Two days ago I averted my eyes as a homeless woman, whose name I know and whose face I see nearly every day, exposed herself to everyone on the street (mostly men) in broad daylight and urinated not 5 feet from me. She seemed nonchalant. I can only assume that this has been such a consistent reality for her that she has moved past the point of shame and embarrassment. Two days prior, I stopped in my tracks as I approached a homeless man that I was supposed to be meeting up with when I realized that he was relieving himself in the street. I tried to make myself scarce, hoping that he wouldn’t be embarrassed if he didn’t see me. But he did. Three days prior to that, a woman rushed into Nail Day whispering urgently that she needed feminine hygiene products. When she came out of the restroom she sheepishly asked for a discrete bag to carry the products in. Like the pubic pit stops, the YWAM base also has times in which the restrooms are available, for one person at a time, with a monitor waiting outside. Although these measures are necessary, they must be so infantilizing. I would not feel dignified if I was put in any one of these situations.
I have one last bathroom story to share. Carly*, one of the transgender women who comes to BJM’s Nail Day, has been looking for a church. After visiting many Christian churches and being unsatisfied with how little they actually spoke about Jesus Christ, she settled on a Baptist church like the one she grew up in. She liked the church a lot and was beginning to feel welcome there. Then, the pastor (a man) pulled her aside and led her through the church building to show her the one-room unisex bathroom. She had been using the women’s bathroom prior to that. She hasn’t been back since that day.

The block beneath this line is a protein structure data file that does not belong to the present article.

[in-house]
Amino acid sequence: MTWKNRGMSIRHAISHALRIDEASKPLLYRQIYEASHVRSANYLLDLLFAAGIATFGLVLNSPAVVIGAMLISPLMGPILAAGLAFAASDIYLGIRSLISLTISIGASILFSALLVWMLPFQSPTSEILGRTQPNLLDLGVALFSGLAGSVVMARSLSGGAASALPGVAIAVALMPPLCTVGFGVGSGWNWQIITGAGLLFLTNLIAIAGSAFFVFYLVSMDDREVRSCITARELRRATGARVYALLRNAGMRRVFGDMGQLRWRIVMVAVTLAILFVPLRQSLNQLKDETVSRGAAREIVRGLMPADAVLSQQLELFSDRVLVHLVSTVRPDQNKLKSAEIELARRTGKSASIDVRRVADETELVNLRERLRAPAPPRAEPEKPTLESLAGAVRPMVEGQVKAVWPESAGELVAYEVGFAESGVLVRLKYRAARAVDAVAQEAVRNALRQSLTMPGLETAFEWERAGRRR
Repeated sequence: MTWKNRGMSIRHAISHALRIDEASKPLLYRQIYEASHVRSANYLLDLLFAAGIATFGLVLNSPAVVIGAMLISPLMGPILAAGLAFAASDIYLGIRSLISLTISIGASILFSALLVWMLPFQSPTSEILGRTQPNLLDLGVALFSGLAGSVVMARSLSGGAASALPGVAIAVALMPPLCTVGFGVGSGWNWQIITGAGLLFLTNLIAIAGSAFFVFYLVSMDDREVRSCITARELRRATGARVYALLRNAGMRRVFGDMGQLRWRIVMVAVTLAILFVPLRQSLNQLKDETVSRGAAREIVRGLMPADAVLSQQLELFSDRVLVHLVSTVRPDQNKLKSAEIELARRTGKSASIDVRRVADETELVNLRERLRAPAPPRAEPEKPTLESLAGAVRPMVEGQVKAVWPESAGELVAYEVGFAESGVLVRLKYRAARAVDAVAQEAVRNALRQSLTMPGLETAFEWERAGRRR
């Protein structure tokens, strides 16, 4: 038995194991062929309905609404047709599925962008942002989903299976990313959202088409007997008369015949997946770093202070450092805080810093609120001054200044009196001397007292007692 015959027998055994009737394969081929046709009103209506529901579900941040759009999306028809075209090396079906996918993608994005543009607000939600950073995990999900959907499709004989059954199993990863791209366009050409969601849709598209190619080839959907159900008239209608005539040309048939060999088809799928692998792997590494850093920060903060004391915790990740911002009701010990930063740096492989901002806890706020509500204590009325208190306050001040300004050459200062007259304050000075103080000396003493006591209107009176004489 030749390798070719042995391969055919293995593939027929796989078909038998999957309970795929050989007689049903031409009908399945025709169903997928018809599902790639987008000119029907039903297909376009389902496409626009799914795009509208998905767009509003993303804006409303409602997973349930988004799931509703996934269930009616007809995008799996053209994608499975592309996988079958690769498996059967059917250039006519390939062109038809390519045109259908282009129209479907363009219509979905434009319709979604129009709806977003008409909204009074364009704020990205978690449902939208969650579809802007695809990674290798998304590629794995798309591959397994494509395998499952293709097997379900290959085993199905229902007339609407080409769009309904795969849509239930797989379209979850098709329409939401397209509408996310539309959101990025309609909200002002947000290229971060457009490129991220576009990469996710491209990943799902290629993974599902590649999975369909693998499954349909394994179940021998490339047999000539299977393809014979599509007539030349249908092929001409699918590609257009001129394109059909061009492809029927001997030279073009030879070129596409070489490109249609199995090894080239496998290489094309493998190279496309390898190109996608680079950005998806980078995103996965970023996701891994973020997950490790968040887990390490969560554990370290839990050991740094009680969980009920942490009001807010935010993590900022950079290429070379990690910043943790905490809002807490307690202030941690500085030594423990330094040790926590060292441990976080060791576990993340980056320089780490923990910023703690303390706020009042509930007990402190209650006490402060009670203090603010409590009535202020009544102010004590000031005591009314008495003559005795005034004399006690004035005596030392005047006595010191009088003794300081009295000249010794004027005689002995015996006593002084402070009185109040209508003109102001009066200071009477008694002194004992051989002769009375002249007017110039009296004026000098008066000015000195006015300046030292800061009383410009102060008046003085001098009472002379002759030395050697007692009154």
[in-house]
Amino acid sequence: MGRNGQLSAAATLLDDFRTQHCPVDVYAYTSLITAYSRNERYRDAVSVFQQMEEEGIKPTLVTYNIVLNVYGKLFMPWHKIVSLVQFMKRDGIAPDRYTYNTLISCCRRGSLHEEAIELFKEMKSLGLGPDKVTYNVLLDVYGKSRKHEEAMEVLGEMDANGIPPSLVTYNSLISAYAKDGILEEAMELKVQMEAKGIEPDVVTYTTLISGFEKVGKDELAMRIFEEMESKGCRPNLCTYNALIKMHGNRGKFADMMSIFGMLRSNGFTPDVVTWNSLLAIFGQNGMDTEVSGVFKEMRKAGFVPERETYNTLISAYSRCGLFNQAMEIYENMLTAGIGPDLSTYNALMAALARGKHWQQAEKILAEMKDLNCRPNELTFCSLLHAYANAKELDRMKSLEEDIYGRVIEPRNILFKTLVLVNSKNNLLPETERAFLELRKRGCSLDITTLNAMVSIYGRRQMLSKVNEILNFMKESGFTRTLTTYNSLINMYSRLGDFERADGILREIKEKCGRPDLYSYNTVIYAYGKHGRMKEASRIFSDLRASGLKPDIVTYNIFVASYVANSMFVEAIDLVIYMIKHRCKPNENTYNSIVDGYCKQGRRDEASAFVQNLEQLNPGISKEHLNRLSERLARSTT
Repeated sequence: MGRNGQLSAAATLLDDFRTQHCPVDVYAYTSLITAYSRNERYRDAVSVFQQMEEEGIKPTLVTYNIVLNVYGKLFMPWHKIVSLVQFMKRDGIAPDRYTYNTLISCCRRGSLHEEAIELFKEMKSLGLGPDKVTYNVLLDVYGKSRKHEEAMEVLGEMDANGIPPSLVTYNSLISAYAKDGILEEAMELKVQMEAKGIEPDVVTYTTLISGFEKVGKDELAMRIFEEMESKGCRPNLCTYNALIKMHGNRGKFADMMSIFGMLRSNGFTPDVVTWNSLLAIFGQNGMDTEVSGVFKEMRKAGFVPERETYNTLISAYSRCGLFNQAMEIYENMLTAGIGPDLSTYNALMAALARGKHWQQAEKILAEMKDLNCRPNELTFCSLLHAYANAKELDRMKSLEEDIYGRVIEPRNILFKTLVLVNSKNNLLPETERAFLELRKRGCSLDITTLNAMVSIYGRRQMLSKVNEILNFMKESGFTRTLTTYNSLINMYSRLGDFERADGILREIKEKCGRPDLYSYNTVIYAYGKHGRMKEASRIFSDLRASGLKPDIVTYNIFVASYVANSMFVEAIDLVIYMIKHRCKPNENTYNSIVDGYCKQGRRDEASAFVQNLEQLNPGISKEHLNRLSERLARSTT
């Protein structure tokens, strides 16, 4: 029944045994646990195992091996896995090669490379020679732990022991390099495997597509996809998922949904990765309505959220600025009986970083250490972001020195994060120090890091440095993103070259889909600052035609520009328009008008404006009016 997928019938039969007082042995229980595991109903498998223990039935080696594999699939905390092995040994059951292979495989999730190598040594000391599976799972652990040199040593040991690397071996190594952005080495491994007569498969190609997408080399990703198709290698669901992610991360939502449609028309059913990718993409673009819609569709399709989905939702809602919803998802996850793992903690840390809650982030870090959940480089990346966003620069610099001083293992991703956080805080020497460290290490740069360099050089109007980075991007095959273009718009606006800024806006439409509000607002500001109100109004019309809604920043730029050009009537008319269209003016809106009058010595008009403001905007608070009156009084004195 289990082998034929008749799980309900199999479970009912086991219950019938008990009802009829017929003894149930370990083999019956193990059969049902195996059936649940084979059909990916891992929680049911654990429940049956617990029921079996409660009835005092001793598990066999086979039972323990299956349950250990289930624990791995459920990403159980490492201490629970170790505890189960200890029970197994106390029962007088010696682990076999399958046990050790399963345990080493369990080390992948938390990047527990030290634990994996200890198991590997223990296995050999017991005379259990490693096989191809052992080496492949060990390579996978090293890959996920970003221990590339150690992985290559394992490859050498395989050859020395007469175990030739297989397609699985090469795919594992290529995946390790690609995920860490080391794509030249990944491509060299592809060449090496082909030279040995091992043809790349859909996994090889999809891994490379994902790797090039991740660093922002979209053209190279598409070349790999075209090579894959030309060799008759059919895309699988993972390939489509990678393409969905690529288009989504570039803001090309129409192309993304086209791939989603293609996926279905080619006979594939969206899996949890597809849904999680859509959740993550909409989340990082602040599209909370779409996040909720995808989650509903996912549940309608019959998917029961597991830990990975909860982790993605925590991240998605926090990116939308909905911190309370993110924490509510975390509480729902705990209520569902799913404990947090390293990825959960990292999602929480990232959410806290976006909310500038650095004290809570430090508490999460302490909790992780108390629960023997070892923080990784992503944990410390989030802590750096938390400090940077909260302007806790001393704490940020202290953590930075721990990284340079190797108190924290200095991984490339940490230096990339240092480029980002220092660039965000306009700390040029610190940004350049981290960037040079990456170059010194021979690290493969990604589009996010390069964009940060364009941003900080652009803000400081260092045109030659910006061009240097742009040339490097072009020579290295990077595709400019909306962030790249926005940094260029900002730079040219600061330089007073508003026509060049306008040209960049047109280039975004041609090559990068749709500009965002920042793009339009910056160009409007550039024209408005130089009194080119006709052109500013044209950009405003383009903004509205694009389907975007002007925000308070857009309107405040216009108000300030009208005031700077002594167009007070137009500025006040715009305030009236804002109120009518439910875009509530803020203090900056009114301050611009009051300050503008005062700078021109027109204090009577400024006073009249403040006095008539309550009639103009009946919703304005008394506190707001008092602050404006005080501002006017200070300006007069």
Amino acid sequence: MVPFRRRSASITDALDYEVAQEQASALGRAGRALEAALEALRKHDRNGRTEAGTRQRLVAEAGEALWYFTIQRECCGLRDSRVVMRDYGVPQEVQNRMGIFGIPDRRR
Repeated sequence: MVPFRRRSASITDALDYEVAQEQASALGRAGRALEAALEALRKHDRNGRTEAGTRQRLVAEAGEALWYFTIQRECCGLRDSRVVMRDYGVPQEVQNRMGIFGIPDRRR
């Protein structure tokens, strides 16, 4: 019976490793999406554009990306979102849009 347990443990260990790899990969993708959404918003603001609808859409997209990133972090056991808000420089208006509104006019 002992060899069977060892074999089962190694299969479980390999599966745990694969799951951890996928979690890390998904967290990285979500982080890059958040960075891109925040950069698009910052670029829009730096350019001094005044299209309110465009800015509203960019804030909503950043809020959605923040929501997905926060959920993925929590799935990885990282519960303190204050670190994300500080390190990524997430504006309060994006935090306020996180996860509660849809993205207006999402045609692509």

Empathizing with Carly, a transgender pastor of a Lutheran church in San Francisco had this to say about her experience with bathrooms: “If I’m standing in front of the bathrooms I’m thinking, if I go in the women’s I’ll get screamed at, but if I go in the men’s I’ll get beat up.” Carly feared that there had been complaints by women of the church who bring their children into the bathrooms with them (because of the nasty stereotype that transgender people are pedophiles). The idea that anyone would think she could possibly hurt a child disgusts her. Bathrooms, which are a place of relief for many, are a place of uncertainty and fear for trans people.
What these stories reveal to me is that we, as Christians, are really good at loving our neighbor until it is hard. Until it makes us uncomfortable. Until it’s smelly. We talk about people being made in the image of God, and the inherent dignity that all human beings share as a result, and then we turn up our noses when we see them urinating in the street. We assume that they are too drunk or high or lazy or careless to make it to a proper bathroom. We isolate them and push them aside when we are forced to mingle with them in private spaces. We show them that it’s more important to us that they use the correct bathroom, the one with a little figure wearing pants on the door, than it is that they are able to be in the presence of God with fellow believers.
In Life Together, his classic text on Christian community, Bonhoeffer says, “Christian brotherhood is not an ideal but a divine reality” (26). This means that Christian community is not about our notions of perfection. It’s not about bringing the exact “right” group of people into perfect harmony with one another so that we feel loved and find it easy to love one another. No, “Christian community springs… from grace alone” (23). Living in community, whether with Christians, non-Christians, or both, is meant to be hard. And if it is not hard, then the community isn’t inclusive enough. This is of the utmost importance because, as Bonheoffer puts it, “the exclusion of the weak and insignificant, the seemingly useless people, from a Christian community may actually mean the exclusion of Christ” (38).
We have to do better. We have to love better. And we need Christ to do it.
As a Church and as a society, when we think of places like the Tenderloin we must remember this: Just because there is shit in the streets doesn’t mean the people are shit. And if we can’t wrap our heads around that… well then we’re all pretty shitty.